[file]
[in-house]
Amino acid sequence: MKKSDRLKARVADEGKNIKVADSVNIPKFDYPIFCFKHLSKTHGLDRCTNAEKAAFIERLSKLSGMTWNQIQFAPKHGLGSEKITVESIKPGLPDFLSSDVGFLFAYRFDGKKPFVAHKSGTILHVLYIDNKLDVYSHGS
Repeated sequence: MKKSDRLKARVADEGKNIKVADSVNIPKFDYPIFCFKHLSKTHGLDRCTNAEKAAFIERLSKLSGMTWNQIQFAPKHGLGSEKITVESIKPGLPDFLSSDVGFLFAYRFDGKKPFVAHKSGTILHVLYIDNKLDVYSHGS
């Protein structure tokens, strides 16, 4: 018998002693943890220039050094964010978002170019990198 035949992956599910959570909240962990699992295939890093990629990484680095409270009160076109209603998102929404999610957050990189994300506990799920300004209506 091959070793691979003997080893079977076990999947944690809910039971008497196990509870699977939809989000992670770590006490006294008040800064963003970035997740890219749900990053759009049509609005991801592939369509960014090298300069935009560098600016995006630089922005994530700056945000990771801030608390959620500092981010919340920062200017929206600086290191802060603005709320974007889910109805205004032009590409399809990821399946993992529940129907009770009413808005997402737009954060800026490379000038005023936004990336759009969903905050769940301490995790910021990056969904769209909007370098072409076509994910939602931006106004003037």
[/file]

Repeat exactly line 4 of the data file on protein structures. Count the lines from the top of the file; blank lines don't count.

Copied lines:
């Protein structure tokens, strides 16, 4: 018998002693943890220039050094964010978002170019990198 035949992956599910959570909240962990699992295939890093990629990484680095409270009160076109209603998102929404999610957050990189994300506990799920300004209506 091959070793691979003997080893079977076990999947944690809910039971008497196990509870699977939809989000992670770590006490006294008040800064963003970035997740890219749900990053759009049509609005991801592939369509960014090298300069935009560098600016995006630089922005994530700056945000990771801030608390959620500092981010919340920062200017929206600086290191802060603005709320974007889910109805205004032009590409399809990821399946993992529940129907009770009413808005997402737009954060800026490379000038005023936004990336759009969903905050769940301490995790910021990056969904769209909007370098072409076509994910939602931006106004003037």